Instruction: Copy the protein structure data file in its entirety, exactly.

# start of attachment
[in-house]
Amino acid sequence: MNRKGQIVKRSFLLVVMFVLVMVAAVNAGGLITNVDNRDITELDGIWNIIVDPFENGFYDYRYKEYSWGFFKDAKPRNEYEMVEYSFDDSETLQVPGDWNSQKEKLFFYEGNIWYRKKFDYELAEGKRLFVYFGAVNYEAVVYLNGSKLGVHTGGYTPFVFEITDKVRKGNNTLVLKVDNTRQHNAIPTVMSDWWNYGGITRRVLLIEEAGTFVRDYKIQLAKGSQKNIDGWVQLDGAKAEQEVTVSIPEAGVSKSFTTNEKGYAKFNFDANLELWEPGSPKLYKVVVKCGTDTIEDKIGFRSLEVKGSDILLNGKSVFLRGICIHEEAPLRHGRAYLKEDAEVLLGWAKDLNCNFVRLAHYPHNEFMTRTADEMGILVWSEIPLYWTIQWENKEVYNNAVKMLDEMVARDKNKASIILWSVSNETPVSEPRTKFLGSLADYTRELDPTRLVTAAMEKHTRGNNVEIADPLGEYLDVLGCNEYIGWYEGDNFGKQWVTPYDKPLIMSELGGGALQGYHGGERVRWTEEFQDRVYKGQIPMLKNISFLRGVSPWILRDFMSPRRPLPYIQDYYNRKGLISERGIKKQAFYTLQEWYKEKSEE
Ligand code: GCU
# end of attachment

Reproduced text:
[in-house]
Amino acid sequence: MNRKGQIVKRSFLLVVMFVLVMVAAVNAGGLITNVDNRDITELDGIWNIIVDPFENGFYDYRYKEYSWGFFKDAKPRNEYEMVEYSFDDSETLQVPGDWNSQKEKLFFYEGNIWYRKKFDYELAEGKRLFVYFGAVNYEAVVYLNGSKLGVHTGGYTPFVFEITDKVRKGNNTLVLKVDNTRQHNAIPTVMSDWWNYGGITRRVLLIEEAGTFVRDYKIQLAKGSQKNIDGWVQLDGAKAEQEVTVSIPEAGVSKSFTTNEKGYAKFNFDANLELWEPGSPKLYKVVVKCGTDTIEDKIGFRSLEVKGSDILLNGKSVFLRGICIHEEAPLRHGRAYLKEDAEVLLGWAKDLNCNFVRLAHYPHNEFMTRTADEMGILVWSEIPLYWTIQWENKEVYNNAVKMLDEMVARDKNKASIILWSVSNETPVSEPRTKFLGSLADYTRELDPTRLVTAAMEKHTRGNNVEIADPLGEYLDVLGCNEYIGWYEGDNFGKQWVTPYDKPLIMSELGGGALQGYHGGERVRWTEEFQDRVYKGQIPMLKNISFLRGVSPWILRDFMSPRRPLPYIQDYYNRKGLISERGIKKQAFYTLQEWYKEKSEE
Ligand code: GCU